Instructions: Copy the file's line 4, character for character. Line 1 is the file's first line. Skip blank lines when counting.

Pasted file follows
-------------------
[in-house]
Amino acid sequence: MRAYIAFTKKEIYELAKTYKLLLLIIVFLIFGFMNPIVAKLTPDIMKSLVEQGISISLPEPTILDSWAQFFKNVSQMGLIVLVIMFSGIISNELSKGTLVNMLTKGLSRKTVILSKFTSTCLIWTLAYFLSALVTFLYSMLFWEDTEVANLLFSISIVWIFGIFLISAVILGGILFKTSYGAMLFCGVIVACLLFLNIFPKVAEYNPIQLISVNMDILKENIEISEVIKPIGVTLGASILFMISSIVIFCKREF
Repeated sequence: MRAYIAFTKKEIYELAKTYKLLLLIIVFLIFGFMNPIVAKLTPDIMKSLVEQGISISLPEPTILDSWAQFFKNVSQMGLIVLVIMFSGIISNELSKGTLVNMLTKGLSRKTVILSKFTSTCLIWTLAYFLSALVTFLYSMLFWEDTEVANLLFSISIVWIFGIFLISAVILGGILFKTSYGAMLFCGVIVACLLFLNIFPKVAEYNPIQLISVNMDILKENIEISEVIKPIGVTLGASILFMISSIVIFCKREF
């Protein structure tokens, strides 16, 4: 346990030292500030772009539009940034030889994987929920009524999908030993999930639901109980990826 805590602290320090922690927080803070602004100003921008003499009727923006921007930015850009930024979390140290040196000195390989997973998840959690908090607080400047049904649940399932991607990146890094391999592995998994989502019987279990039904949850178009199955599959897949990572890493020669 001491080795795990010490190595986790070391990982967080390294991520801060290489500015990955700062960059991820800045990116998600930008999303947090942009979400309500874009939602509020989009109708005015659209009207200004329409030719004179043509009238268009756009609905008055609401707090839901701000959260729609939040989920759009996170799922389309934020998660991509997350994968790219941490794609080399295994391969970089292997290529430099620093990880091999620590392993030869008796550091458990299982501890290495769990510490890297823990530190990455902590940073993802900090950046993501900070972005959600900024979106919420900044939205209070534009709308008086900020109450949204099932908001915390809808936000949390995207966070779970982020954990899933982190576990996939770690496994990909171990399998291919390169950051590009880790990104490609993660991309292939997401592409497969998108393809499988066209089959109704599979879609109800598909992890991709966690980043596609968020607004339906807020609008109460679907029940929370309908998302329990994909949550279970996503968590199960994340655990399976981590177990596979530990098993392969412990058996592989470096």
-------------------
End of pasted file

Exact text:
């Protein structure tokens, strides 16, 4: 346990030292500030772009539009940034030889994987929920009524999908030993999930639901109980990826 805590602290320090922690927080803070602004100003921008003499009727923006921007930015850009930024979390140290040196000195390989997973998840959690908090607080400047049904649940399932991607990146890094391999592995998994989502019987279990039904949850178009199955599959897949990572890493020669 001491080795795990010490190595986790070391990982967080390294991520801060290489500015990955700062960059991820800045990116998600930008999303947090942009979400309500874009939602509020989009109708005015659209009207200004329409030719004179043509009238268009756009609905008055609401707090839901701000959260729609939040989920759009996170799922389309934020998660991509997350994968790219941490794609080399295994391969970089292997290529430099620093990880091999620590392993030869008796550091458990299982501890290495769990510490890297823990530190990455902590940073993802900090950046993501900070972005959600900024979106919420900044939205209070534009709308008086900020109450949204099932908001915390809808936000949390995207966070779970982020954990899933982190576990996939770690496994990909171990399998291919390169950051590009880790990104490609993660991309292939997401592409497969998108393809499988066209089959109704599979879609109800598909992890991709966690980043596609968020607004339906807020609008109460679907029940929370309908998302329990994909949550279970996503968590199960994340655990399976981590177990596979530990098993392969412990058996592989470096």